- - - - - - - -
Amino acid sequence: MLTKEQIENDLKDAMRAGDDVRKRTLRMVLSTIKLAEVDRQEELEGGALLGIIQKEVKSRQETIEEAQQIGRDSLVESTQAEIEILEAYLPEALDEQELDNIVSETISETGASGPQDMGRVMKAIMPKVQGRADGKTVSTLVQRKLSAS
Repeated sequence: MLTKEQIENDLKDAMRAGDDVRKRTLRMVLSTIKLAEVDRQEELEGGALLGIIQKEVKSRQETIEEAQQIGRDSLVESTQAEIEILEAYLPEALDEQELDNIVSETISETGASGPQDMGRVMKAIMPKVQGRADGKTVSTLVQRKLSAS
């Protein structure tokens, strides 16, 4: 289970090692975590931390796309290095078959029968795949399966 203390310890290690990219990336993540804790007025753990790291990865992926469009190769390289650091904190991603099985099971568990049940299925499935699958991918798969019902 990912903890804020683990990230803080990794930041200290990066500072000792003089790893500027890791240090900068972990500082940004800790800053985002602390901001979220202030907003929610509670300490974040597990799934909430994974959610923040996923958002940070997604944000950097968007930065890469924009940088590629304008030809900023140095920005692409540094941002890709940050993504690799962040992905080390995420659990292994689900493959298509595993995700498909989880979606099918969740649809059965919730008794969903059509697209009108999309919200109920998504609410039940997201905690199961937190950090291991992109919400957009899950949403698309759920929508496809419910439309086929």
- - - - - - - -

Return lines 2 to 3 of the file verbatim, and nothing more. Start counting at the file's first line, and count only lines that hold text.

Repeated sequence: MLTKEQIENDLKDAMRAGDDVRKRTLRMVLSTIKLAEVDRQEELEGGALLGIIQKEVKSRQETIEEAQQIGRDSLVESTQAEIEILEAYLPEALDEQELDNIVSETISETGASGPQDMGRVMKAIMPKVQGRADGKTVSTLVQRKLSAS
């Protein structure tokens, strides 16, 4: 289970090692975590931390796309290095078959029968795949399966 203390310890290690990219990336993540804790007025753990790291990865992926469009190769390289650091904190991603099985099971568990049940299925499935699958991918798969019902 990912903890804020683990990230803080990794930041200290990066500072000792003089790893500027890791240090900068972990500082940004800790800053985002602390901001979220202030907003929610509670300490974040597990799934909430994974959610923040996923958002940070997604944000950097968007930065890469924009940088590629304008030809900023140095920005692409540094941002890709940050993504690799962040992905080390995420659990292994689900493959298509595993995700498909989880979606099918969740649809059965919730008794969903059509697209009108999309919200109920998504609410039940997201905690199961937190950090291991992109919400957009899950949403698309759920929508496809419910439309086929």